Are you someone who has a deep love for people? Does helping someone recover from an injury or a medical condition sound right for you? Rehabilitation sciences could be the perfect field for you.
What is rehabilitation science?
Rehabilitation science is an interdisciplinary field that studies and applies principles to enhance the quality of life, functional abilities, and independence of individuals with disabilities or those recovering from injury, illness, or surgery. It encompasses many disciplines, including physical therapy, occupational therapy, speech-language pathology, kinesiology, psychology, and more.
Rehabilitation professionals have a vital role in mitigating the effects of a health condition on an individual’s daily life. They work to maximize functioning and minimize the impact of disability. The scope of rehabilitation extends beyond preventive and curative care, aiming to enable those with health conditions to maintain independence and engage in education, employment, and meaningful life roles. Rehabilitation can be relevant to anyone during their lifetime, whether due to injury, illness, disease, or age-related decline in functioning.
Why are rehabilitation professionals important?
The biggest reason rehabilitation professionals are crucial is that they provide services that allow people to return to regular life functions. This includes the person’s physical, emotional, psychological, and economic functions. What is often overlooked in the medical field is what happens after someone is released from the hospital or treatment. Rehabilitation professionals are there every step of the way after an initial accident or treatment. Rehabilitation professionals want to get clients back to their regular everyday activities and ensure their procedures/ practices have long-term effects rather than short-term benefits.
What are some pros and cons of being a rehabilitation professional?
While a career in rehabilitation sciences can be highly fulfilling, it can also be exhausting. Here are some pros and cons of becoming a rehabilitation professional.
- Rewarding work: People go into this field primarily to help clients overcome challenges and improve their quality of life.
- Diverse Opportunities: Rehabilitation includes various disciplines such as physical therapy, occupational therapy, speech-language pathology, and more.
- Variety: Every client will have a different condition, story, and reason they are there. Professionals get the opportunity to work in several different settings.
- Work-life balance: The ability to have a schedule that accommodates an individual’s lifestyle is a top priority for many people. Rehabilitation professionals have the opportunity for a flexible work schedule.
- Physical Demand: Working in this field will take a physical toll on the body. Standing most of the day, heavy lifting, and coming home sore can be exhausting.
- Challenging Patients: Everything is about the client, but occasionally, you will encounter patients who are challenging to work with. The job is not always easy, and there will be patients who will resist the help you are trying to give them. Sometimes, it will be uncomfortable, and issues could become complex.
- Paperwork on Top of Paperwork: For every patient you work with, there will be piles of documentation to fill out.
- Exposure to Germs: When working with people, sickness is always possible. Especially when working with patients because you might treat people with a contagious disease.
Working in this field is extremely rewarding, but it does have its demands.
What are rehabilitation sciences jobs?
There are numerous jobs to get within rehab sciences; here are a few:
- Case Manager: Coordinates treatments for clients and helps them understand what they need specifically for their condition.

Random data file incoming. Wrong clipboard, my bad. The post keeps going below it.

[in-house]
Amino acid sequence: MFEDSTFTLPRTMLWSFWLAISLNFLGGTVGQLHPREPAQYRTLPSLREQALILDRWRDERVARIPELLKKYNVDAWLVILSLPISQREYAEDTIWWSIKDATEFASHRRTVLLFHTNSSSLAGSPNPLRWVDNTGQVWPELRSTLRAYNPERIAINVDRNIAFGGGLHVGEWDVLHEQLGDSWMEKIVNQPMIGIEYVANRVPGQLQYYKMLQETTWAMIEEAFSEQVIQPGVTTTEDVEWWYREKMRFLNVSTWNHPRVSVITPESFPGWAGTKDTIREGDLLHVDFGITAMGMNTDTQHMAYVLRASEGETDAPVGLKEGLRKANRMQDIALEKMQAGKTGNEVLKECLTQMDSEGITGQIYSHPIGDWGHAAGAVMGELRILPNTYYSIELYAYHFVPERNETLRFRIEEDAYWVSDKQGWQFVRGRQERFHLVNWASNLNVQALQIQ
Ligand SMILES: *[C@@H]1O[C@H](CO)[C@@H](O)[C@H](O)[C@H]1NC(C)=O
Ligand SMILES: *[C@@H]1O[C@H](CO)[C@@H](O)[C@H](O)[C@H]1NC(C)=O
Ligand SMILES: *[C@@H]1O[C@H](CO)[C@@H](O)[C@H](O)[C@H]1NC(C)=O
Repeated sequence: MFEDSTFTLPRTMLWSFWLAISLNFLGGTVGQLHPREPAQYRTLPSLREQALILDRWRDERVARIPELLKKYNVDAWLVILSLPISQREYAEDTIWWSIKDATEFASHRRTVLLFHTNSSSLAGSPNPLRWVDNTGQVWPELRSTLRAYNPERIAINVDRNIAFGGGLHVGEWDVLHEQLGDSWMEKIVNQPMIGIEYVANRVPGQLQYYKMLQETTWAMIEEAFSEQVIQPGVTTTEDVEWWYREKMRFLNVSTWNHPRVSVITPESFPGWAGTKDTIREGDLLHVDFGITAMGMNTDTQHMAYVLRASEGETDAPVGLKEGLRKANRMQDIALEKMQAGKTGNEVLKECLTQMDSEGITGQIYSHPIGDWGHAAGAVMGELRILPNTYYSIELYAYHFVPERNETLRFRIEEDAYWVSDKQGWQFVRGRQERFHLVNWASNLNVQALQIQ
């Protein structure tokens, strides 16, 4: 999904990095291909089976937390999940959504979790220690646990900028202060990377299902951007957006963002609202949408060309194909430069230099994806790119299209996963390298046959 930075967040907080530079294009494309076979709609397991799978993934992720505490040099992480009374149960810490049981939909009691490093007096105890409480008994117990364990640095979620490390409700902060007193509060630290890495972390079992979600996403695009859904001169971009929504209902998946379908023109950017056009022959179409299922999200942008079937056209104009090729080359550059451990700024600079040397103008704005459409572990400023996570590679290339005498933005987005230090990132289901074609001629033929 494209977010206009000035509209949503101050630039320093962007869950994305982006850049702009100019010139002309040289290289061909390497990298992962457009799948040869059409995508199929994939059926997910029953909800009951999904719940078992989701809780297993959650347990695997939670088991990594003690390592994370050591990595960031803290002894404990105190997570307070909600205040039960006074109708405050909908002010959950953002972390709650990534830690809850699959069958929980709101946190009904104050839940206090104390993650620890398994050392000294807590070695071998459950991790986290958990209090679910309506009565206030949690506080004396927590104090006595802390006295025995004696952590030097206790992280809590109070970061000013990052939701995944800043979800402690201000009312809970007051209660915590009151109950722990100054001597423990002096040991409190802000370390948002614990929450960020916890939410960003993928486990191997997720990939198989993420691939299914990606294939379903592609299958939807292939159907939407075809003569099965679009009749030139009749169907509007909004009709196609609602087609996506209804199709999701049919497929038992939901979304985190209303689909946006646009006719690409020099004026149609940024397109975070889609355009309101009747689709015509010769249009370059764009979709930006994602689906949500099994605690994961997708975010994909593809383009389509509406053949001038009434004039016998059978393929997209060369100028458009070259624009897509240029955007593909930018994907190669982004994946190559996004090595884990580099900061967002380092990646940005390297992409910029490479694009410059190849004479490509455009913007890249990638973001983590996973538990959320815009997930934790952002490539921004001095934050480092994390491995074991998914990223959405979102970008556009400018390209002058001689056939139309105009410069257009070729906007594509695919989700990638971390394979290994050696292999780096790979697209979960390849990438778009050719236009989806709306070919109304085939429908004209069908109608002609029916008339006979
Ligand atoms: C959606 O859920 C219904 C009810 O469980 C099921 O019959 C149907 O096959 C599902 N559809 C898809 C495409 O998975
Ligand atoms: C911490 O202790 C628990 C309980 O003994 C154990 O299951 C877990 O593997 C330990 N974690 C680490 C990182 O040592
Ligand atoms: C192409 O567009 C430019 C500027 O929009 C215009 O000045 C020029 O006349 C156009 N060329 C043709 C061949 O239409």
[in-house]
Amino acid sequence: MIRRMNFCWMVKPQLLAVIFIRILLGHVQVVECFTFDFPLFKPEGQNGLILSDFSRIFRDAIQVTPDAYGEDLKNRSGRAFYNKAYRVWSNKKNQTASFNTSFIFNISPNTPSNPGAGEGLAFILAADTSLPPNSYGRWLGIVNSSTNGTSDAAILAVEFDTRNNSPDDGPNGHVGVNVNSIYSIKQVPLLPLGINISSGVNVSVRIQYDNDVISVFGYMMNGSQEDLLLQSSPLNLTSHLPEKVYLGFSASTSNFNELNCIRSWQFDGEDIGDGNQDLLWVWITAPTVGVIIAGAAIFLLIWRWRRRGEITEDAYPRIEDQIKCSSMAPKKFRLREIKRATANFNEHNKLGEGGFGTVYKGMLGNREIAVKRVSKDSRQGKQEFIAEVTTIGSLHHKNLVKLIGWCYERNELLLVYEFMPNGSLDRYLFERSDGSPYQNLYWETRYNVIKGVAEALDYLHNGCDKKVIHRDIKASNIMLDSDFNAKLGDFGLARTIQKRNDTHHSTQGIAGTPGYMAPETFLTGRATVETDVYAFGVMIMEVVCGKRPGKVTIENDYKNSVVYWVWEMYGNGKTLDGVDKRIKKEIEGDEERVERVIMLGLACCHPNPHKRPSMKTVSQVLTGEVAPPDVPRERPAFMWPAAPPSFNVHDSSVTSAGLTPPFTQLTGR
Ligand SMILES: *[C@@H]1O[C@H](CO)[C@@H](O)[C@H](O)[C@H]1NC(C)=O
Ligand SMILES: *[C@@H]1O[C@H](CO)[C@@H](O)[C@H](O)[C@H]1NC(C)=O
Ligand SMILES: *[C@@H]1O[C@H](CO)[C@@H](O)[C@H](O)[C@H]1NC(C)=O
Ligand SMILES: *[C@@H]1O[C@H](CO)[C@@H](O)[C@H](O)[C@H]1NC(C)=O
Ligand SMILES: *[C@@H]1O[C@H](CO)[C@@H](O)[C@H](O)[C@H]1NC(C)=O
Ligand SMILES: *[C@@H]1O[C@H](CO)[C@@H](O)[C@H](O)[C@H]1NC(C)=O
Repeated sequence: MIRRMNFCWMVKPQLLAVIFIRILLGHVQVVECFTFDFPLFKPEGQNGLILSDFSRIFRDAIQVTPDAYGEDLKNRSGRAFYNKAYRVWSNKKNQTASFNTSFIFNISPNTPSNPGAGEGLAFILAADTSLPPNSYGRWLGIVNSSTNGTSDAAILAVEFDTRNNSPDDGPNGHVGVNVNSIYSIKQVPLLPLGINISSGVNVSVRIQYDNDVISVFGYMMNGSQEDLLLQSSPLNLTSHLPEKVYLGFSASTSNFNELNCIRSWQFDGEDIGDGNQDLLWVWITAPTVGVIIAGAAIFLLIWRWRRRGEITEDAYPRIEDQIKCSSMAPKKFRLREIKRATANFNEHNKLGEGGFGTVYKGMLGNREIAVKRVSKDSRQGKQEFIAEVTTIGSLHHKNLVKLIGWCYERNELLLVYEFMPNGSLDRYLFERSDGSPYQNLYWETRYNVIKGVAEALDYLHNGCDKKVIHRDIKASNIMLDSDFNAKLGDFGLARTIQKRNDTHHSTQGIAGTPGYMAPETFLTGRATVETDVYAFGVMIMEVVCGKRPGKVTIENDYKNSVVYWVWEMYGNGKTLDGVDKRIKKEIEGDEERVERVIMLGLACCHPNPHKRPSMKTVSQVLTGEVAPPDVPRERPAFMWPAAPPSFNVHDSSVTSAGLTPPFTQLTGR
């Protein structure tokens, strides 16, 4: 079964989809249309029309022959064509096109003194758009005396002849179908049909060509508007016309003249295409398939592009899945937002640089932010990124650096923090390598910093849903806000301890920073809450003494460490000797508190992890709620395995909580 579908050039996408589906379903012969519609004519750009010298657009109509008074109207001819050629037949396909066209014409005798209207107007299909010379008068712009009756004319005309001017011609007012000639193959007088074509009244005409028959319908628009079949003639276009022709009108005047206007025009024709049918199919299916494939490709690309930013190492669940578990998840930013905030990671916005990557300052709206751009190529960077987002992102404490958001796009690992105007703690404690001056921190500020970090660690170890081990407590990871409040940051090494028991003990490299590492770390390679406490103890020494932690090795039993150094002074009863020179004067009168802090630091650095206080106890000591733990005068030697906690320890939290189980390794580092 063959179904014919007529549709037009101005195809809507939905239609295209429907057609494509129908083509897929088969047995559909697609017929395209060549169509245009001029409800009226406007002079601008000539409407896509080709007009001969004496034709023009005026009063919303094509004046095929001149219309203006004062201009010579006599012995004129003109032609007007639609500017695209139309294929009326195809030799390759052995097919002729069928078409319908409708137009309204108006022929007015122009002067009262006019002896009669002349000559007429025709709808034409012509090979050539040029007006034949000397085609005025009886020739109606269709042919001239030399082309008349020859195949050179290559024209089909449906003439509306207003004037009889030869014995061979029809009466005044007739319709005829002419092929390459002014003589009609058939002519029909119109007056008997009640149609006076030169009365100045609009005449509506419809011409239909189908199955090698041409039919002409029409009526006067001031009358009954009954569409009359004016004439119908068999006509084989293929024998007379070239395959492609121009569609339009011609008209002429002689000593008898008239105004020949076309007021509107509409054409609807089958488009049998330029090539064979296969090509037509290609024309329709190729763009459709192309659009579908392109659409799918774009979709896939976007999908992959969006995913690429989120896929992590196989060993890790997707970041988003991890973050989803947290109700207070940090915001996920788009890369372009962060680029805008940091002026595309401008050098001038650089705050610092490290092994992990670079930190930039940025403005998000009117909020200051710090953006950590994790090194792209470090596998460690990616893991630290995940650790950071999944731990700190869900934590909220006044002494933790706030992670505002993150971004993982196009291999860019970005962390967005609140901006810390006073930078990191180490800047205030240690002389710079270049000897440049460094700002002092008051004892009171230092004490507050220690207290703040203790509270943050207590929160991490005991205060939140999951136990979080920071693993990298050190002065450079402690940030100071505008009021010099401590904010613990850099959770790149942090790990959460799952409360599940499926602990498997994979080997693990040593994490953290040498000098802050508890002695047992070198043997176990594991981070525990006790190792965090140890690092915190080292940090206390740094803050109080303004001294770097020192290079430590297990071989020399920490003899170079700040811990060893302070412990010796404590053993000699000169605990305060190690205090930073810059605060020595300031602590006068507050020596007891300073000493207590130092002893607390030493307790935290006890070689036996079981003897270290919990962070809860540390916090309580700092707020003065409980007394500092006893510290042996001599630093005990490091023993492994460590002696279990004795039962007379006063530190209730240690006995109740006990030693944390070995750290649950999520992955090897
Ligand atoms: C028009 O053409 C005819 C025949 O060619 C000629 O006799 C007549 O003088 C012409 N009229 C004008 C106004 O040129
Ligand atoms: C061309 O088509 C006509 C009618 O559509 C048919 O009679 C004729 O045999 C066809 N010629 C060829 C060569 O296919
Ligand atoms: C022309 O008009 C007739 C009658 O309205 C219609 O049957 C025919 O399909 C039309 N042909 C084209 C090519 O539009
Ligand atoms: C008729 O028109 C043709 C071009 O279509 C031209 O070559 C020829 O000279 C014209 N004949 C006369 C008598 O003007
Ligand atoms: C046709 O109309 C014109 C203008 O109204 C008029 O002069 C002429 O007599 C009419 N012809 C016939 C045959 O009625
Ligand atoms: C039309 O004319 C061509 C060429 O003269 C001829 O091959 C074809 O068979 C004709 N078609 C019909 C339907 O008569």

- Occupational therapist: Assists patients recovering from injuries or disabilities to develop everyday skills.
- Physical Therapist: Helps patients lessen the pain caused by an illness, injury, or disability.
- Rehabilitation Director: Responsible for all of the operations at a rehab facility.
- Design engineer: Creates products for people with disabilities, such as prosthetics, to assist with daily household activities.
- Clinical research coordinator: Does medical studies, runs clinical trials, and collects data obtained from research.
You can find opportunities in diverse sectors depending on your interests and additional skills. However, many career opportunities in rehabilitation sciences require additional education. Let’s look at two career opportunities Concordia offers to further your career.
All About Occupational Therapists
Occupational therapists use functions of everyday life to promote health and allow patients to participate in life activities. These activities include getting ready in the morning, cooking, going to school, working, running errands, etc.
An occupational therapist differs from other healthcare professionals. Occupational therapy focuses on the entire person rather than one specific thing. When a patient goes home from the hospital after surgery or an injury, a nurse might help with the pain or explain how to take care of dressing changes. An occupational therapist will tailor their recommendations to each client specifically. Based on each person’s lifestyle and situation, occupational therapists assist patients with their own needs.
Here are some key responsibilities and skills of an occupational therapist:
- Evaluating the patient: Each patient is assessed for their specific condition and needs.
- Develop a plan: Once the patient is evaluated, a treatment plan can be created based on the patient’s specific lifestyle.
- Documentation: Throughout the process, documentation is always being filled out.
- Communication: Occupational therapists must communicate effectively with their patients to understand their needs.
- Problem-solving: Every patient will be different; flexibility and exploring other options is essential.
How to become an occupational therapist
Similar to other healthcare professions, occupational therapy requires extensive education and training. Occupational therapists enter the workforce with a master’s degree or an entry-level doctorate degree in occupational therapy.
- Do research and gain experience: No matter what profession someone goes into, it is always important to research the occupation. Before entering the medical field, having some experience is helpful.
- Obtain a bachelor’s degree: Start by earning a bachelor’s degree in pre-occupational therapy or a degree in a health or science field.
- Earn an advanced degree: To work as an occupational therapist, at least a master’s degree is required. A doctorate is also common for many occupational therapists.
- Obtain state licensure: To practice as a professional occupational therapist, you must obtain a license from your state’s licensing board. Licensure requirements vary by state but will all require passing the National Board for Certification in Occupational Therapy (NBCOT) exam.